My family and I are on a one-year trip across the United States as we reconnect as a family, experience the natural wonders in the world God created, and see Catholicism – in all its uniqueness and beauty – across the country. This is our journey.
Do you have somewhere you’ve always wanted to go, but weren’t sure why? For me, it’s been Oklahoma. I’ve always wanted to walk through the Great Plains, visit the small towns that stoically survived the dust bowls, and – admittedly – visit the home of the Pioneer Woman (I love her show!).
In order to get there, though, we had to cut from New Mexico across the top of Texas. Honestly, I’m so glad we did! There ended up being two really awesome stops along the way, each totally unique in their own way.
The first stop was in Amarillo, Texas, for a bit of true Americana. We grabbed a spray paint and headed to Cadillac Ranch, which is literally a bunch of really old Cadillacs buried at an angle in this gigantic open field right off the side of the freeway. Random, for sure, but an icon nonetheless.
It had just rained, so the grounds around the Cadillacs were quite muddy … thankfully, a kind soul before us had left a wooden board! My little guy and I crept carefully over, feeling a bit rebellious as we sprayed our names onto the old cars.
We spent a *very* stormy night in Amarillo … it was the first true storm the camper has been in, and I’m so thrilled to say it survived without a scratch! The winds were over 40 mph, and cold freezing rain kept us inside for most of the three-day stay. My husband even backed his truck right up against the side of the camper so it, and not our little house on wheels, was taking the brunt of the wind. He’s the best … so thankful to have him by my side.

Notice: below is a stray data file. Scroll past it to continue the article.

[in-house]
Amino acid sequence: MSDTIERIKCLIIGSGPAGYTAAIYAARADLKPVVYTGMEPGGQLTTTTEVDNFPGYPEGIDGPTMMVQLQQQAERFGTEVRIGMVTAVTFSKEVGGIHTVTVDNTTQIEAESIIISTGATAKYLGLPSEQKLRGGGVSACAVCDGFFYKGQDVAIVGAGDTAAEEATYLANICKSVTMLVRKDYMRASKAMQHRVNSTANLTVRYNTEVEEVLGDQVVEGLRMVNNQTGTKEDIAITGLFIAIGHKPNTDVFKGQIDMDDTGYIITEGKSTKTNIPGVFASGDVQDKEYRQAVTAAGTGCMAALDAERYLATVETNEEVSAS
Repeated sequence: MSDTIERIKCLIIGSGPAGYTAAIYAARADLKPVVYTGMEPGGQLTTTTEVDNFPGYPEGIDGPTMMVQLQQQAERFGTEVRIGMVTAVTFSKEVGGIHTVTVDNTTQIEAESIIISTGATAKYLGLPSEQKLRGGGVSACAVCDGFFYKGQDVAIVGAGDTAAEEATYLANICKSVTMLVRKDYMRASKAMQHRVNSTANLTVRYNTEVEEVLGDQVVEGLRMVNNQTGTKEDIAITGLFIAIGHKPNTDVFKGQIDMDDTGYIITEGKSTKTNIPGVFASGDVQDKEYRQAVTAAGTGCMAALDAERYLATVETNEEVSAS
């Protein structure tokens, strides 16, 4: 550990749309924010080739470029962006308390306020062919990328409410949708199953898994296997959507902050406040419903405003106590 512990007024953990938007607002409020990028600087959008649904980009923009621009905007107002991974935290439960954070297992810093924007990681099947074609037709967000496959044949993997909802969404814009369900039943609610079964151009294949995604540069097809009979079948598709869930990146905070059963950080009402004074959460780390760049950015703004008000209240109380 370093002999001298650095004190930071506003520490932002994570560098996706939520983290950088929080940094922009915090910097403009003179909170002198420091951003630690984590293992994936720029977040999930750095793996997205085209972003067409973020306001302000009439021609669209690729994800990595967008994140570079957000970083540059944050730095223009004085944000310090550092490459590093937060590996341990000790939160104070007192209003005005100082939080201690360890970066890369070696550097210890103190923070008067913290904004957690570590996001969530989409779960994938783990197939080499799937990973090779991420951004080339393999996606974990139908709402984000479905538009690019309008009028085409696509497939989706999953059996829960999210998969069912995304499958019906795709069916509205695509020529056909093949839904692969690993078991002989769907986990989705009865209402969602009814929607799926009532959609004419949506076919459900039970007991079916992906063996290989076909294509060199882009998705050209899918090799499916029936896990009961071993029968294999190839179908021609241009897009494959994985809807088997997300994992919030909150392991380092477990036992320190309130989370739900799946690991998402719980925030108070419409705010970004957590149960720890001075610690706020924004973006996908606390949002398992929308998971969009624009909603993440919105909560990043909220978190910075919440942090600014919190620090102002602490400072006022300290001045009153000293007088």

Once the winds died down, we hitched up the trailer and headed east towards our second stop before entering Oklahoma: Cross Ministries. This non-profit started in 1995, and has evolved into a 19-story, 2-million-pound steel cross that greets visitors as they drive Interstate 40. The site has grown to include life-size statues of each station, a replica of the Shroud of Turin, and an absolutely gorgeous Divine Mercy fountain at the entrance. It was a very powerful experience to stand beside Christ, eye to eye, during his last day.
Once arriving in Oklahoma, we felt like proper cowboys and cowgirls as our first official stop was at the Stockyard Stampede in Oklahoma City! The morning started off with a cattle drive of Longhorns – the span of their horns measures up to 70”, and I admit it was a bit intimidating to see them walking past us! They were incredibly docile, though, and diligently followed the real cowboys on horseback.